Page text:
(Updates with excerpt from filing in second paragraph.)
Aug. 30 (Bloomberg) -- Banco Bilbao Vizcaya Argentaria SA asked a judge to dismiss a $45 million lawsuit brought by the liquidator of Bernard Madoff’s firm, saying U.S. bankruptcy law doesn’t empower him to take back money withdrawn from the Ponzi scheme in other countries.
“The statute is silent as to its extraterritorial application and cannot be used by the trustee to recover transfers made” outside the U.S., the bank said in a U.S. Bankruptcy Court filing yesterday.
Trustee Irving Picard sued Banco Bilbao in December, accusing it of withdrawing money from Fairfield Sentry Ltd., a so-called feeder fund to the scheme, while being “armed” with information about possible fraud at Madoff’s firm. The Spanish bank said it lost more than $700 million investing with feeders including Fairfield, which “deceived” it, and it didn’t know of the fraud.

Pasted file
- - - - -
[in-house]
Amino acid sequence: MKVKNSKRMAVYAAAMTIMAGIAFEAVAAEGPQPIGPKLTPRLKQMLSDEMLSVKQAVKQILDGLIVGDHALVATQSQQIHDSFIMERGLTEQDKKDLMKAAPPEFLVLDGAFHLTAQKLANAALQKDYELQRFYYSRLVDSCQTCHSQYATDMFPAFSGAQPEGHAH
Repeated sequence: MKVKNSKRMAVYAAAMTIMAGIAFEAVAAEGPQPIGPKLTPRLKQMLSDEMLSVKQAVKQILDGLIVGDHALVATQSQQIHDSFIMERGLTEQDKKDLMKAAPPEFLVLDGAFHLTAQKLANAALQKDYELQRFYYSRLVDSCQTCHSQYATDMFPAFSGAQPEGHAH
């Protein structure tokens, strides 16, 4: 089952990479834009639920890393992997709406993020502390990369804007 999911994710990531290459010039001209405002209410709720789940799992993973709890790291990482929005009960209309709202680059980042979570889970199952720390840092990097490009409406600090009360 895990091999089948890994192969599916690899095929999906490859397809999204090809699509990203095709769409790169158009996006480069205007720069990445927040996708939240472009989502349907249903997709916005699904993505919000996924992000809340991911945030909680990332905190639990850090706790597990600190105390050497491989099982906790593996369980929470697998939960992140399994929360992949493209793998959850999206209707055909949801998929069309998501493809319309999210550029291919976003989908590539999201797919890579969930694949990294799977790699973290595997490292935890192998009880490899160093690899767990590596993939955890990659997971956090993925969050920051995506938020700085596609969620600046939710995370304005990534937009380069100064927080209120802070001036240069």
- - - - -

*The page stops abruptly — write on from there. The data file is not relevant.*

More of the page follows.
Picard’s application of U.S. law to foreign companies faces its biggest challenge by UniCredit SpA, which has asked a federal district judge to dismiss U.S. racketeering claims seeking $59 billion against it and other defendants. Banco Bilbao said the U.S. law cited by Picard to justify clawbacks gives no “indication” of extraterritorial reach, and therefore the statute has none.
Picard’s “cookie cutter” complaint also didn’t have enough facts for a plausible claim, Banco Bilbao said.
“The trustee flagrantly mischaracterizes the relationship between BBVA and the Fairfield defendants,” it said. “The court will search the BBVA complaint in vain for a single fact indicating that BBVA had actual knowledge of any fact” that warned of fraud.
Amanda Remus, a Picard spokeswoman, didn’t immediately respond to an e-mail seeking comment before regular business hours.
The case is Picard v. Banco Bilbao, 10-05351, U.S. Bankruptcy Court, Southern District of New York (Manhattan).
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